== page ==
Sarvshreshth Gupta, who had been working with Goldman Sachs for almost a year, was found dead in the car park next to his apartment.
The death of Sarvshreshth Gupta, a 22-year old analyst with Goldman Sachs, a leading global investment banker, in San Francisco, about six weeks ago, has triggered serious debate over long hours at the work place and the resulting high stress levels among young executives.Gupta, who had been working with Goldman Sachs for almost a year, was found dead in the car park next to his apartment. The New York Times reported on June 1 that his death was “one of numerous unexpected deaths or suicides of young bankers over the last year” and “has caused a new round of reflection and re-evaluation by Goldman and other Wall Street firms about their work policies just two weeks before a new class of college interns descend on the industry for the summer.”
On Wednesday, The Independent reported that “Officials in San Francisco are investigating the death of a young analyst at Goldman Sachs who complained to his father of working ‘100 hour weeks’, hours before his body was found in the car park next to his apartment”. It further noted that “The authorities have said they believe Sarvshreshth Gupta killed himself after working through the night and struggling to match the demands he felt under”.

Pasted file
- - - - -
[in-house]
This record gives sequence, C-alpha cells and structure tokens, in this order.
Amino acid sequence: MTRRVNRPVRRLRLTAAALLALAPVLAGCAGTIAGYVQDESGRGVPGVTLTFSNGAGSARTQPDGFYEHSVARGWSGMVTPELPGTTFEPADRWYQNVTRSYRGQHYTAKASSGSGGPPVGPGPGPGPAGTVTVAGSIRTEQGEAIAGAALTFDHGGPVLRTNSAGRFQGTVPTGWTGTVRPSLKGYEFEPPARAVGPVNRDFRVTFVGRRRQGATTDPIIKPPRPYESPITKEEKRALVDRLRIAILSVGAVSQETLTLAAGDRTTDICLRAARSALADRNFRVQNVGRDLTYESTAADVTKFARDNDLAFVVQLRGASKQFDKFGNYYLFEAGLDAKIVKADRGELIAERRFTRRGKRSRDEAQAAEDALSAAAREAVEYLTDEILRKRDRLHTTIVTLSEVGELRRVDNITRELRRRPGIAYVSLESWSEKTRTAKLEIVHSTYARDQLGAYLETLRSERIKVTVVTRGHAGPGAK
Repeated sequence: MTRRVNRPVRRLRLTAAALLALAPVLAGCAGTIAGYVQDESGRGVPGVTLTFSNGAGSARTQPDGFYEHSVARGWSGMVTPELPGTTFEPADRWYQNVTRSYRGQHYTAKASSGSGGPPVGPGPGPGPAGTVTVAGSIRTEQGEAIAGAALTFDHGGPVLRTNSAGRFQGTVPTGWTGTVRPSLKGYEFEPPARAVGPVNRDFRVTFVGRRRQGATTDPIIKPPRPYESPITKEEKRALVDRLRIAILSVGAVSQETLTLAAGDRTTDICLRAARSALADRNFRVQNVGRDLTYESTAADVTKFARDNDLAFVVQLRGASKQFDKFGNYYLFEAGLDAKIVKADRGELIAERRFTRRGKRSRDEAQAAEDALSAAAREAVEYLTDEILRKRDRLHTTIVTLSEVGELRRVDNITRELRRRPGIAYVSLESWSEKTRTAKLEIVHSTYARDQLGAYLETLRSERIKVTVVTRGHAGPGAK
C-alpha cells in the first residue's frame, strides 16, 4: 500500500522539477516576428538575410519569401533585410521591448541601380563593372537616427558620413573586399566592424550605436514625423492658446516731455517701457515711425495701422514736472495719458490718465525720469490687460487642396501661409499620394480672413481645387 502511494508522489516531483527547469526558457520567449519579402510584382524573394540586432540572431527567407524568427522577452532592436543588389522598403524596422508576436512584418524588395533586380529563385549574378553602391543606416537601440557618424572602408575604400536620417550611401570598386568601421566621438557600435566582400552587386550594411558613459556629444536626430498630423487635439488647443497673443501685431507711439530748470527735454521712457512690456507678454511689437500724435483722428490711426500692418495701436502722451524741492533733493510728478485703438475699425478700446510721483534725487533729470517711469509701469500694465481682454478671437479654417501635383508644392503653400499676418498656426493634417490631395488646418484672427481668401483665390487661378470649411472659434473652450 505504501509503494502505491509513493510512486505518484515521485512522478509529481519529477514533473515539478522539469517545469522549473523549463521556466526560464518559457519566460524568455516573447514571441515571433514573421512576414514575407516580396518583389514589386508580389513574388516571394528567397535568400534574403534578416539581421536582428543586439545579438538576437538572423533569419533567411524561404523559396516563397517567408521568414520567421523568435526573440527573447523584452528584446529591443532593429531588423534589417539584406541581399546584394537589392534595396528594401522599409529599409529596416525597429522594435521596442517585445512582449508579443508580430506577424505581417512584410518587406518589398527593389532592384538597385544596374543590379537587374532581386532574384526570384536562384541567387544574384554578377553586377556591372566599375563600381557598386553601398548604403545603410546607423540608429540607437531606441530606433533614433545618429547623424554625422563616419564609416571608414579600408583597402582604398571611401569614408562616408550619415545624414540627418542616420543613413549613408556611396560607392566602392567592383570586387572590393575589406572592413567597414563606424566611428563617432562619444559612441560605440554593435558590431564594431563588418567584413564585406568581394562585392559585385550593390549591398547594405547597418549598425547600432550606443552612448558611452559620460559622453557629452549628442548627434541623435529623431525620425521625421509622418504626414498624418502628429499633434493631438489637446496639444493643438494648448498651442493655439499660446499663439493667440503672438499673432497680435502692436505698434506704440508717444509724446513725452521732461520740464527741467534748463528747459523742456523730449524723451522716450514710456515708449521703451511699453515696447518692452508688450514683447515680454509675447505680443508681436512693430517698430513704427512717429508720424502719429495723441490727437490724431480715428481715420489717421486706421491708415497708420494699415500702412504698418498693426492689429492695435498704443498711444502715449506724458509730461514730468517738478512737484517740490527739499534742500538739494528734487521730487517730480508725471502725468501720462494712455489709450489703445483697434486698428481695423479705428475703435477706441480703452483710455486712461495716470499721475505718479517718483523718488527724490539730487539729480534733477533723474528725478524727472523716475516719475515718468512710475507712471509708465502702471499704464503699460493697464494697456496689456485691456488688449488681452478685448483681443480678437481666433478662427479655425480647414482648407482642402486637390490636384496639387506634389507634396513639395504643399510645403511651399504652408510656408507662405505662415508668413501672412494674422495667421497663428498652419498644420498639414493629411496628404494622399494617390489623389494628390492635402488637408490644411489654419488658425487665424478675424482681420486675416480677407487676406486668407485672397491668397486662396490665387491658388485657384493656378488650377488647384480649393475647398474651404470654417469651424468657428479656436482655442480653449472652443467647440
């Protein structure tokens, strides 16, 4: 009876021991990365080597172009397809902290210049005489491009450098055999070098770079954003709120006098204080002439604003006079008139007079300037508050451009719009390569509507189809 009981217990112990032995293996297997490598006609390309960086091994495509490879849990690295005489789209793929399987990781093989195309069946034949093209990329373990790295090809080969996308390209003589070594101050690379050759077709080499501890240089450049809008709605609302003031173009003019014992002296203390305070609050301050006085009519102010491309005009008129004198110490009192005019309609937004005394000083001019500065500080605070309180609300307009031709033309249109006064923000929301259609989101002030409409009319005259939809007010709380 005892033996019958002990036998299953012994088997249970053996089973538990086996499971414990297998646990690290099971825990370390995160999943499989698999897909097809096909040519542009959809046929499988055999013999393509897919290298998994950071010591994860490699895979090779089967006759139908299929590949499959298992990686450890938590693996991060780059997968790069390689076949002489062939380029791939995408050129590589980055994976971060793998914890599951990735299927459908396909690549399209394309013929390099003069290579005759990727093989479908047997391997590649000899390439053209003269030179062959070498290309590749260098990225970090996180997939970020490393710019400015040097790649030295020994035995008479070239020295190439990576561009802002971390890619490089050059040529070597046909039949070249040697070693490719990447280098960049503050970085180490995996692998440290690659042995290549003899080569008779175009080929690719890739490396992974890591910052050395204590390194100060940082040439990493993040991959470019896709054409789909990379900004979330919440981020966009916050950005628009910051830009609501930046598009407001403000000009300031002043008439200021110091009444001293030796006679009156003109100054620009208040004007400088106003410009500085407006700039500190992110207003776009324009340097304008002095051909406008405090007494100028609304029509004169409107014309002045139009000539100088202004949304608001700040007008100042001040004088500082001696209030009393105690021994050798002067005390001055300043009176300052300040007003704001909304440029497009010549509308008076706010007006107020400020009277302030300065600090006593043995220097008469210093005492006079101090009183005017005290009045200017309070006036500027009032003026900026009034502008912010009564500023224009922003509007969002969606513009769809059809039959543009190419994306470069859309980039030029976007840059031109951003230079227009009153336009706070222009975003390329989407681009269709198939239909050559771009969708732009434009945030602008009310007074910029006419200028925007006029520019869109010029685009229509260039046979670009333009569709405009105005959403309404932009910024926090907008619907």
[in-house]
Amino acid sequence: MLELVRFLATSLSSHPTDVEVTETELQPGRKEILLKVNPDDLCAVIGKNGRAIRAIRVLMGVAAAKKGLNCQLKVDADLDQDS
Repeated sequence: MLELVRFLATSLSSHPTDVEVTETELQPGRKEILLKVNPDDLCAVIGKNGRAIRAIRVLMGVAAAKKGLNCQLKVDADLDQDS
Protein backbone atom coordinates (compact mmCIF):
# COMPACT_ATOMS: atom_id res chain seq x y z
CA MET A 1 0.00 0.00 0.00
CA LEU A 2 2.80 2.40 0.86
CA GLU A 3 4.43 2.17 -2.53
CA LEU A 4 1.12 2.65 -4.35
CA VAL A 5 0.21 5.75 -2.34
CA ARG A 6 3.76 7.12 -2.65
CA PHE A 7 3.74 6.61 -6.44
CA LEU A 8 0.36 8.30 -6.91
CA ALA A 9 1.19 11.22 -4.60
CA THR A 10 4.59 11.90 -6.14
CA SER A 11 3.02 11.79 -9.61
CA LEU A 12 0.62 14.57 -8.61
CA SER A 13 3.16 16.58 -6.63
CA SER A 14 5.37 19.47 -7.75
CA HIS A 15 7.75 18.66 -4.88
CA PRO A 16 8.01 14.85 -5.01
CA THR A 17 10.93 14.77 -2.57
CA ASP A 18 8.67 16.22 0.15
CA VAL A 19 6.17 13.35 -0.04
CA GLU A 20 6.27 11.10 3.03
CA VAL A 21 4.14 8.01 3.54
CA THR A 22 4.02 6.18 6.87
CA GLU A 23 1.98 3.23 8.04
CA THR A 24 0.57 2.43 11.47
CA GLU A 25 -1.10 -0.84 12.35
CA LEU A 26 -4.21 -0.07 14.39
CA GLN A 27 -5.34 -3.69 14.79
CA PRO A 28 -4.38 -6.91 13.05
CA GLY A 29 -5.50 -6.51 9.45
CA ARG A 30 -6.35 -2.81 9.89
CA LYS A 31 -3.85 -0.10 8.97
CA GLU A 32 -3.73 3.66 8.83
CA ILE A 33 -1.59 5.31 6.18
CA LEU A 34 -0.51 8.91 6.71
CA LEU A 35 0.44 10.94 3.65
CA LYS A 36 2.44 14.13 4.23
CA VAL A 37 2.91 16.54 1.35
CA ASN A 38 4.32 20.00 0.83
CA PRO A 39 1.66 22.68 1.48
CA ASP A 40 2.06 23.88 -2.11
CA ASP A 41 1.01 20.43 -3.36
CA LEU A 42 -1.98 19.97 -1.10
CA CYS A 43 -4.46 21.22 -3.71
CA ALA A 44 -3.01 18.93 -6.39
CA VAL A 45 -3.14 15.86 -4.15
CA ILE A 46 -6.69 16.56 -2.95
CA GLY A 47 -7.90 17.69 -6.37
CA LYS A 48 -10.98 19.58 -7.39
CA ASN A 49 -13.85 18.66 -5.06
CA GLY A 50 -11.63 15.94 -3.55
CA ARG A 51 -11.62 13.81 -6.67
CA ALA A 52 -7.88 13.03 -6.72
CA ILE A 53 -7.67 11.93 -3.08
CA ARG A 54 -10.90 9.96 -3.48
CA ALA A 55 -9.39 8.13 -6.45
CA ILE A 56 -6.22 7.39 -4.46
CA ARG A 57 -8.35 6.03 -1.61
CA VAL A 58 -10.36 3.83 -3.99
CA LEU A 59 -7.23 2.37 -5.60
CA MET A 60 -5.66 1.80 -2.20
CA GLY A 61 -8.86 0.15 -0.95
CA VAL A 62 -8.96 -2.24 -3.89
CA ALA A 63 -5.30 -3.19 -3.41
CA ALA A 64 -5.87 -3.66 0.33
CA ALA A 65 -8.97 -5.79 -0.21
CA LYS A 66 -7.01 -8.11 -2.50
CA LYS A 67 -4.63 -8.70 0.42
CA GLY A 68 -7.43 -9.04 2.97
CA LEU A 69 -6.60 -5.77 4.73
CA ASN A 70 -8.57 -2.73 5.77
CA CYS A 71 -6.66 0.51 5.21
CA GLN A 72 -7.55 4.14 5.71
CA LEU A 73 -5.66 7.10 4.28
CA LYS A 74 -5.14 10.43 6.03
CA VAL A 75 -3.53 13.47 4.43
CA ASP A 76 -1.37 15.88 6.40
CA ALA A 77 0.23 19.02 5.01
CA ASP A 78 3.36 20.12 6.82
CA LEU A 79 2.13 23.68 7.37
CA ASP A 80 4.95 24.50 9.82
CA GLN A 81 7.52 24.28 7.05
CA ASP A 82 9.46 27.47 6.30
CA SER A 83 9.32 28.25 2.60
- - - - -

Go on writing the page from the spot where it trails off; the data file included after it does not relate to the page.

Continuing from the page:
This comes after his father Sunil Gupta revealed about strenuous working hours through an essay titled ‘A Son Never Dies’ posted on blog-publishing platform, Medium, on May 17, 2015. While the essay has been removed from Medium, Sunil is quoted to have stated that his son had complained about “100 hour weeks” and working for 20 hours at a stretch.
Having studied at DPS, RK Puram, in New Delhi, Gupta graduated from the University of Pennsylvania. In April 2014, he started working as an analyst with Goldman Sachs in San Francisco. As work pressure kept on increasing, Sarvshreshth told his father, “This job is not for me. Too much work and too little time,” The Independent quoted his father Sunil Gupta as saying.
A couple of days back, The New York Times quoted him as saying that Sarvshreshth had resigned against his father’s wish in March 2015 but following his company’s request to reconsider his decision and some pressure from his father, he joined work again. Sunil further pointed that Sarvshreshth was initially put on a reduced schedule and the firm had him meet with its employee assistance counselors but things were back to same after a few days.
Sunil has been further quoted as saying that his son called him early morning 2:40 a.m. on April 16 and said, ‘It is too much. I have not slept for two days, have a client meeting tomorrow morning, have to complete a presentation, my V.P. is annoyed and I am working alone in my office”. However, when Sunil asked him to take 15 days leave and come home, he apparently told Sunil that, “They will not allow”.
On the same day, at around 6:40 in the morning, Sarvshreshth was found dead in the parking beside his apartment.
Goldman Sachs, without acknowledging Sunil’s claims of long working hours for his son, in a statement said, “We are saddened by Sav’s death and feel deeply for his family. We hope that people will respect the family’s expressed desire for privacy during this difficult time.”